This year’s Perspectives topic was Collegiate to Corporate: Workplace Insights from Learning Environments. As a part of PDR’s research for the event, PDR deployed its Perspectives 2016 Student Survey to gather data to inform the design of workplaces that enable our next generation of problem solvers. The survey was a 10-minute online survey, and was open for a period of 6 weeks. Participants included undergraduate and graduate university students asked to respond to questions about work environment preferences with the incentive of a chance to win a $100 Visa gift card and an optional tour of PDR’s office in downtown Houston. PDR received 100 complete responses, from 13 universities and a wide variety of educational backgrounds.
The respondents spend their time on the following types of activities in order to complete their school work.
The students prefer to perform those modes of work in the following locations:
Choice and Access
Students mainly seek Choice and Access in their future workplace. They reported wanting to work in more than one place when they are in the office, selecting their workspace based on the type of work they need to do. They want a balance of team and leadership interaction while being able to have access to a quiet, private place for independent focus work. They definitely do NOT want to spend all day working at an assigned desk. Students reported that access to nature, healthy food options and access to places for recharging and exercise are important in their ideal workplace.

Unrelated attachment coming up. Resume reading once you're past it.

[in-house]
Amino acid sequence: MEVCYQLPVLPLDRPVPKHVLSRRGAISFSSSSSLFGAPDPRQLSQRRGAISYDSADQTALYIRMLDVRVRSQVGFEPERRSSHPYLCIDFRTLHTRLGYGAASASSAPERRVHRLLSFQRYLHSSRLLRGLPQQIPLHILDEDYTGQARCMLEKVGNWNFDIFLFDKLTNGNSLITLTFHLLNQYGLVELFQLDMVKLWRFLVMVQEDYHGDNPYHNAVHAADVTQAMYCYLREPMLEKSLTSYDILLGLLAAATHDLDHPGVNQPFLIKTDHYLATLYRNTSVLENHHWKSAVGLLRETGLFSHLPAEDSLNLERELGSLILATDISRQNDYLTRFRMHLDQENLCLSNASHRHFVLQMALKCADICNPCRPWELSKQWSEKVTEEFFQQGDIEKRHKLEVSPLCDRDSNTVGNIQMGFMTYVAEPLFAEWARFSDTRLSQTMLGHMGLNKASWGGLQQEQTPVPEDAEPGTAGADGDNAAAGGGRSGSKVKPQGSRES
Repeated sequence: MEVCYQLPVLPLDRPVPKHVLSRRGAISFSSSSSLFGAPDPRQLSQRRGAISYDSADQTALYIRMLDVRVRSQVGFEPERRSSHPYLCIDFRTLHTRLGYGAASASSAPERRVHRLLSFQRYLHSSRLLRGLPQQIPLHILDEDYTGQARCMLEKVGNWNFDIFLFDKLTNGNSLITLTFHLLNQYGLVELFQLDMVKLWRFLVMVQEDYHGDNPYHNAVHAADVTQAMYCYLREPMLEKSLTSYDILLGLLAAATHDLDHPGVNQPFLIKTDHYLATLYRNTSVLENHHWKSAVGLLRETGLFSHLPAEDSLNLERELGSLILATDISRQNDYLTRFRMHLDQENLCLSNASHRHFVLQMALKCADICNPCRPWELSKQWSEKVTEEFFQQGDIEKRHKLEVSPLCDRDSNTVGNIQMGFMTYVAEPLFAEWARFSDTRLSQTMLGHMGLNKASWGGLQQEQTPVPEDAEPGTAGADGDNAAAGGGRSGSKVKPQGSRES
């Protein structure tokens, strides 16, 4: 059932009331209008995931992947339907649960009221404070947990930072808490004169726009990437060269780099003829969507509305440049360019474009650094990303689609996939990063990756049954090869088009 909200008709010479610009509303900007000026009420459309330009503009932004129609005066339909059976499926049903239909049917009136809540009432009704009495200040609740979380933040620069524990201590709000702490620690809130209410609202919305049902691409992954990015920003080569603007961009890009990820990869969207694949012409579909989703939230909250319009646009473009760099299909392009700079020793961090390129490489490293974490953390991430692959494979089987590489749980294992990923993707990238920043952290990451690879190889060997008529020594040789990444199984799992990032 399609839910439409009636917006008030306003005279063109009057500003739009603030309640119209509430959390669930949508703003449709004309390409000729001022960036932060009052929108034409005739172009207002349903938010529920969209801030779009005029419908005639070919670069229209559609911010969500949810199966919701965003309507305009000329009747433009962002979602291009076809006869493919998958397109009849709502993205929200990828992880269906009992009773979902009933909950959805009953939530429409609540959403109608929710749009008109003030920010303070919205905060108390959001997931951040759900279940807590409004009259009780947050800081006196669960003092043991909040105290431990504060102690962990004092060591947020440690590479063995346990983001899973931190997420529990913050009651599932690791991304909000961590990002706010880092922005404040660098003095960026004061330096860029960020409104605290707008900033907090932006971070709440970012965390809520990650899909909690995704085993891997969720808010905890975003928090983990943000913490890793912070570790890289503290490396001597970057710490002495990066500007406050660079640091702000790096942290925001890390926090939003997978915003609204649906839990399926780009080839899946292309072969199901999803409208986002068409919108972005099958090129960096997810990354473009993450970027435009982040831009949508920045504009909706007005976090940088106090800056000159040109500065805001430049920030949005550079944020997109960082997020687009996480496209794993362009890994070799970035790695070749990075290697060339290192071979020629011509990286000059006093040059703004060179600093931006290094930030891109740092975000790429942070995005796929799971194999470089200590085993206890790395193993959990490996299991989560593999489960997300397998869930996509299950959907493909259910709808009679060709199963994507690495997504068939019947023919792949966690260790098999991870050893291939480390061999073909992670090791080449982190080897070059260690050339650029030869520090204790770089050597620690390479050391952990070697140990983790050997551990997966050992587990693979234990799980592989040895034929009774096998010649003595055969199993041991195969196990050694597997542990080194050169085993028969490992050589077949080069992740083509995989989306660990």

When given the choice, students prefer a moderate amount of mobility and flexibility with a median starting salary ($60,000) to 0% mobility and flexibility with a higher salary ($85,000) or 100% mobility and flexibility and an even lower starting salary ($45,000). In fact, 76% of respondents would choose a job offer that was $25,000 less per year in exchange for a healthy balance of structure and freedom.
What does this mean for your organization?
Does your workplace enable your employees to pick their work location based on the type of work they need to accomplish? A successful office environment should draw employees in to access leadership and teammates while also providing spaces to crunch out a report in a quiet, distraction-free zone. In order to attract and retain top talent, organizations should be tuned into the desires of current university students. While not all organizations have the capacity to offer access to nature or places to exercise within the office, there are always opportunities for creative partnerships with local restaurants, parks, or fitness instructors to offer your employees the healthy balance they desire.
If you are interested in learning more about how your organization can implement the right strategy for your business, we invite you to contact PDR.